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TALLAHASSEE (CBSMiami/NSF) — The Senate and the House are moving closer to an agreement on tax cuts.
The Senate Appropriations Committee on Thursday unanimously approved a $400 million tax-cut package, which must still get full Senate support Friday before it heads back to the House.
The House’s proposal (HB 33A) would offer $273.2 million in savings for the upcoming fiscal year, with the number growing to $436 million the following year.
“We tried to be as accommodating as possible,” said Senate Finance and Tax Chairwoman Sen. Dorothy Hukill, a Port Orange Republican who authored the changes to the House package. “You look at the bill they passed, we included an awful lot of what’s important to them. So I think they’re going to be awfully pleased with it.”
House Finance & Tax Chairman Matt Gaetz, R-Fort Walton Beach, said he was “very encouraged” by the Senate’s support for cutting taxes, as lawmakers have little more than week to complete a budget for the fiscal year that starts July 1st.
“I think we’re coming together on significant elements in our budget negotiations, and agreeing that we should cut taxes in a broad-based way for everybody certainly gives us a lot of momentum to resolve other budget issues that we’re addressing,” Gaetz said.
Both packages are stripped down from a $690 million package (HB 7141) that the House pushed during this spring’s regular legislative session and a $673 million proposal by Gov. Rick Scott. Lawmakers said they needed to reduce the proposed tax cuts to help cover health-care costs in the budget.
Senate Appropriations Chairman Sen. Tom Lee, R-Brandon, told reporters that lawmakers “want to try to help” achieve Scott’s agenda.
“We’re working hard to do that,” Lee said.
Senators said their proposal would provide a benefit for every Florida family.
“The good thing … about this tax package is that in this tax package every single Florida family will have their taxes cut,” said Sen. Don Gaetz, R-Niceville. “This is not like some tax-reduction package we’ve seen in the past that have been for only certain specific groups.”
One of the key changes approved by the Senate committee would increase a proposed back-to-school tax holiday to 10 days. The House proposed a three-day holiday. During the period, families could buy clothes, school supplies and other items without paying sales taxes.
The Senate also would lift sales taxes on college textbooks for the entire year rather than for single days at the start of each semester, as the House proposed.
Also, the Senate is seeking a 1.73 percentage-point cut in the communications-services tax on cell-phone and cable-TV bills. The House proposed dropping the rate by 0.9 percentage points next year, which would provide about $10 a year in savings on a $100 monthly bill.
Hukill said her proposed rate would provide about $20.67 in annual savings for a person with a $100 monthly bill. Scott requested a 3.6 percentage-point reduction for cable and cell-phone services.
Among other changes to the House plan, the Senate seeks to cap at $60,000 the amount of taxes collected on repairs to boats worth more than $1 million. Hukill described the break as providing a savings on “major refurbishing of very, very large vessels.”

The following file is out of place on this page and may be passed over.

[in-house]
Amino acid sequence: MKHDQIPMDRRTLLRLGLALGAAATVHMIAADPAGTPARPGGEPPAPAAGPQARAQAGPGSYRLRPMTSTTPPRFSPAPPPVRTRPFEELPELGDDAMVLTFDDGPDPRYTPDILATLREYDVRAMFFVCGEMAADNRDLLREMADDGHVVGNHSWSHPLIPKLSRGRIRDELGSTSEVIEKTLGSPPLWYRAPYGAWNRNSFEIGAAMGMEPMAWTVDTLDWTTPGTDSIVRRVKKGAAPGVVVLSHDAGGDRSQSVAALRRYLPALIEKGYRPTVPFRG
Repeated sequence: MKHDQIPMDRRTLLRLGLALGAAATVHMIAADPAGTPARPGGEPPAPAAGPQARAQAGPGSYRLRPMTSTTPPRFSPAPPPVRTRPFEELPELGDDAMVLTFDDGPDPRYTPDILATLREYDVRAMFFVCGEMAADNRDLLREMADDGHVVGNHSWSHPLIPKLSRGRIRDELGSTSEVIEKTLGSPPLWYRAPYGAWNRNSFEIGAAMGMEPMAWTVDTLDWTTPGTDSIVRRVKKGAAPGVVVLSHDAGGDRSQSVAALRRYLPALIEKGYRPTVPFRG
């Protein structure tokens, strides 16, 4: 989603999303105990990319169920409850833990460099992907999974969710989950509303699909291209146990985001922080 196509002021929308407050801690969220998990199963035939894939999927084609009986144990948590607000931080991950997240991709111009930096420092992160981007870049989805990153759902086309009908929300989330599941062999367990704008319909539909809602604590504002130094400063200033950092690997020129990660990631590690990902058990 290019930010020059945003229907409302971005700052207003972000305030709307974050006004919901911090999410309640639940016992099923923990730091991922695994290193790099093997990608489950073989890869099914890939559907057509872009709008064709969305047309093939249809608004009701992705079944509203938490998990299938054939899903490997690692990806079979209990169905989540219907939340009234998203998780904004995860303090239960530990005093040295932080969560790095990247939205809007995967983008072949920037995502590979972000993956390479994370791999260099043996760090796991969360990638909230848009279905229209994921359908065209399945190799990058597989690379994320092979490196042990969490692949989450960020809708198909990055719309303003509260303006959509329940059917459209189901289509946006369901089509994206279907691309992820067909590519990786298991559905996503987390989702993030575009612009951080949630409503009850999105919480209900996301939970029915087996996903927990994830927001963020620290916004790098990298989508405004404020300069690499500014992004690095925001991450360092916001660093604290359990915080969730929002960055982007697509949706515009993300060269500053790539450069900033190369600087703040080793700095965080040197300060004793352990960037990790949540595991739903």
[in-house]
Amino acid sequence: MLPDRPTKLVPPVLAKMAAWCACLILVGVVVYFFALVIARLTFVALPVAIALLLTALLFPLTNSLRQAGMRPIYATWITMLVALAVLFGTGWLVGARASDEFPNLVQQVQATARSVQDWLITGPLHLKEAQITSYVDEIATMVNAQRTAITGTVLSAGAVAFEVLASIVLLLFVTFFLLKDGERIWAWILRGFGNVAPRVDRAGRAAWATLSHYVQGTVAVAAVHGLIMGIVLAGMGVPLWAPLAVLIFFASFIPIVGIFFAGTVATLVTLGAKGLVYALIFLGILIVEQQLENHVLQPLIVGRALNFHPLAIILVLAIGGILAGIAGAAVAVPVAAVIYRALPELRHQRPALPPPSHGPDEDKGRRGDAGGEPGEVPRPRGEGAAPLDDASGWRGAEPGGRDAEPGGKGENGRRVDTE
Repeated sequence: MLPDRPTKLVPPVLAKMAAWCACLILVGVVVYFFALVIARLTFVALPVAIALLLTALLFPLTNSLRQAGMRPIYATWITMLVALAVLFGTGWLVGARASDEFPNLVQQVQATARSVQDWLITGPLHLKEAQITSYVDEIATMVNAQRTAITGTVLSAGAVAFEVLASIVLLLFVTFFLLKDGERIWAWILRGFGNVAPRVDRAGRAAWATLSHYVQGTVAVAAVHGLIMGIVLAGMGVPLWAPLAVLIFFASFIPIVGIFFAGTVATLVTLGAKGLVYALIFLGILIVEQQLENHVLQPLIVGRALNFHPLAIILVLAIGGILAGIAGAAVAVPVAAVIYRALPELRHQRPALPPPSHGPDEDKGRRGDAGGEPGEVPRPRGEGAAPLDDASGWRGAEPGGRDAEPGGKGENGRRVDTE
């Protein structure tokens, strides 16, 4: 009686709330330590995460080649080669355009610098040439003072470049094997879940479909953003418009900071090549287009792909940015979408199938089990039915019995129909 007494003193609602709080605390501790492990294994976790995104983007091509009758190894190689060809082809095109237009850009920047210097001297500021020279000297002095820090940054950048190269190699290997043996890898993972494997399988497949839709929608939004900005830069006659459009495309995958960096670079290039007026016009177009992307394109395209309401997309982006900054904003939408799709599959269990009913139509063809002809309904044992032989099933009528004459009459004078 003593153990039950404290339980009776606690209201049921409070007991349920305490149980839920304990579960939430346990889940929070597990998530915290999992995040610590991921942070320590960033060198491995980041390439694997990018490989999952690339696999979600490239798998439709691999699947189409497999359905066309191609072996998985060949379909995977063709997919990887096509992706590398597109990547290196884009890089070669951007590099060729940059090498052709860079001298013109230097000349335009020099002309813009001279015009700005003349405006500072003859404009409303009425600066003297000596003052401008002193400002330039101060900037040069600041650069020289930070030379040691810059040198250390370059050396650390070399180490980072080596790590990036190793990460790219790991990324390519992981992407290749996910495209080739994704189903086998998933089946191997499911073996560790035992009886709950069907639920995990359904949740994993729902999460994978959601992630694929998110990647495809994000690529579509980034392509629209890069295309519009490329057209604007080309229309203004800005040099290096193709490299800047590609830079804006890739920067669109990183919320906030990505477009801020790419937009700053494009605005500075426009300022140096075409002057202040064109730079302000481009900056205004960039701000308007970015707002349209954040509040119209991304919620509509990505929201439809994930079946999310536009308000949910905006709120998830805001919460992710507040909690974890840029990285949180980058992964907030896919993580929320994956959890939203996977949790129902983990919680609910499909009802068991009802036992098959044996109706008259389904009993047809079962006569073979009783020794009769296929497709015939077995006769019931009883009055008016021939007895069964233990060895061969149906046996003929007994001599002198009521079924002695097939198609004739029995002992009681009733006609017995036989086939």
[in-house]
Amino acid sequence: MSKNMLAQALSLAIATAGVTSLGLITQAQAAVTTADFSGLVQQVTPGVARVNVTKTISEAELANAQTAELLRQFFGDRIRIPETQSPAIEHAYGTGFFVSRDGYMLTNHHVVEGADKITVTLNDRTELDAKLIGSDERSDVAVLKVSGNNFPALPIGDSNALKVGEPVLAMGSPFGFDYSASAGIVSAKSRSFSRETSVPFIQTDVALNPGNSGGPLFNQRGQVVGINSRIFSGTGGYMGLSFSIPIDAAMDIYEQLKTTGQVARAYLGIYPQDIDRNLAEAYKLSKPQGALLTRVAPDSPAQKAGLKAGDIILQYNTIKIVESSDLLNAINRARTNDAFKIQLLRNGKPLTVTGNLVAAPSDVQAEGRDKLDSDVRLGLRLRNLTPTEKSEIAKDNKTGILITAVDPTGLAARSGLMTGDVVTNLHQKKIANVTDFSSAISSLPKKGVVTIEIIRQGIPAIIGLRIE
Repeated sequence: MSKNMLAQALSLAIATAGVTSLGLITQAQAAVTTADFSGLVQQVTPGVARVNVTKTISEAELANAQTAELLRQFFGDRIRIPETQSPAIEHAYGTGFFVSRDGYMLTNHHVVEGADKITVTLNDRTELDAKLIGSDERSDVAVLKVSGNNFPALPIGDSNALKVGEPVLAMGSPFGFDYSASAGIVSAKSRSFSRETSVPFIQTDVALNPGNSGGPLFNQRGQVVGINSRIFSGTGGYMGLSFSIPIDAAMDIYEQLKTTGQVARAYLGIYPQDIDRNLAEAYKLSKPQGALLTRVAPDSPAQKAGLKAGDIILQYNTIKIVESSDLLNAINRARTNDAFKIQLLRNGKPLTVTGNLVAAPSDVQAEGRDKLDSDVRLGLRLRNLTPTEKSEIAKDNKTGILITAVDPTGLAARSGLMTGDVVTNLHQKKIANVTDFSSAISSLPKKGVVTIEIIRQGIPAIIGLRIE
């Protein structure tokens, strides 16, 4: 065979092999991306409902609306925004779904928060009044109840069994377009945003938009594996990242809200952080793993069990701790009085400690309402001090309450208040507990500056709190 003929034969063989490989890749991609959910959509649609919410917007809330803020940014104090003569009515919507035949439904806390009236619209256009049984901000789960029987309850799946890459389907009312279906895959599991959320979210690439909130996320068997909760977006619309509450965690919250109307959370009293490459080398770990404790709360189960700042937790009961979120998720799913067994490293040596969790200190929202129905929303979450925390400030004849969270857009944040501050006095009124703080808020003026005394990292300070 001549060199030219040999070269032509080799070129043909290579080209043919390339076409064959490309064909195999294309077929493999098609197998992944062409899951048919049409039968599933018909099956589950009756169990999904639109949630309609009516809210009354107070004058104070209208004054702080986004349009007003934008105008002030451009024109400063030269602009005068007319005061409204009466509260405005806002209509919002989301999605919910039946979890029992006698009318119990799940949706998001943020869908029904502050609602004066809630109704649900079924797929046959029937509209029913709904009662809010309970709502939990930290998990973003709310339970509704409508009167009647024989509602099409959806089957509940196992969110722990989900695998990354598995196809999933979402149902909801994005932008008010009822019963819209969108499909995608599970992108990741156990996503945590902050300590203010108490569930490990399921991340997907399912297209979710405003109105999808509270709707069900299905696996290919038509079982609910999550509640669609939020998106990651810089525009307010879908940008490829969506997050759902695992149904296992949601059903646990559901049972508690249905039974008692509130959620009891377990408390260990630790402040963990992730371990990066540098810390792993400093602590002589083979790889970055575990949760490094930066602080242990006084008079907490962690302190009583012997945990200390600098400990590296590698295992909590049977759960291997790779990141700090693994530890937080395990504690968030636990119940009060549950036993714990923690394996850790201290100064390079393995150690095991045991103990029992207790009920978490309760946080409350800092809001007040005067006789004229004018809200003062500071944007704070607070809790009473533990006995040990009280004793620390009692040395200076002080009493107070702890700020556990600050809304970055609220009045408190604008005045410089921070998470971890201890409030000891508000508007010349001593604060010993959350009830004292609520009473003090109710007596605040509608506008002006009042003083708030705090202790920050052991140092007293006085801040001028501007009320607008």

The Senate also would remove a number of House proposals, such as a tax-holiday for small businesses on the Saturday after Thanksgiving, a reduction in a sales tax on commercial real-estate leases, the elimination of Florida’s estate tax, and a reclassification of cider made from pears that would reduce a tax on pear-cider production from $2.25 a gallon to 89 cents a gallon.
The Senate plan also doesn’t have a House proposal to increase property-tax exemptions for residents who are widows, widowers, blind, or totally and permanently disabled, or to expand a property-tax exemption for military members deployed outside the continental U.S. as part of a number of ongoing military operations.
The Senate, however, supported House proposals to eliminate taxes on admissions and membership fees for gun clubs, certain farm and irrigation equipment, food and beverages sold in support of school extracurricular activities, and motor vehicles purchased overseas by internationally deployed service members from Florida.
The Senate package also includes a House measure to provide more tax credits for businesses involved in Brownfields cleanup and to extend for another year the Community Contribution Tax Credit Program, setting aside $19 million for projects that offer housing opportunities for special-needs individuals and low-income households.
The Senate also would go along with a House measure that provide refunds or credits from the state’s 6.9 percent excise tax on fuel to flight schools run by Florida-based colleges and aeronautical schools.
And the Senate would expand on a House proposal to maintain the corporate tax research and development credit program, raising the total to $23 million from $9 million. The House offered to raise the program to $12.3 million.
Sen. Bill Montford, a Tallahassee Democrat who supported the Senate tax package, wondered how far the state could continue to cut taxes without impacting services.
“I believe in tax cuts, but I also believe we have got to have a level of government that the citizens of Florida want and expect,” Montford said after the meeting. “You want good roads to drive down, you want good teachers in your classrooms, and you want good state employees serving the citizens of Florida. There is a cost to that.”
(The News Service of Florida’s Jim Turner contributed to this report.)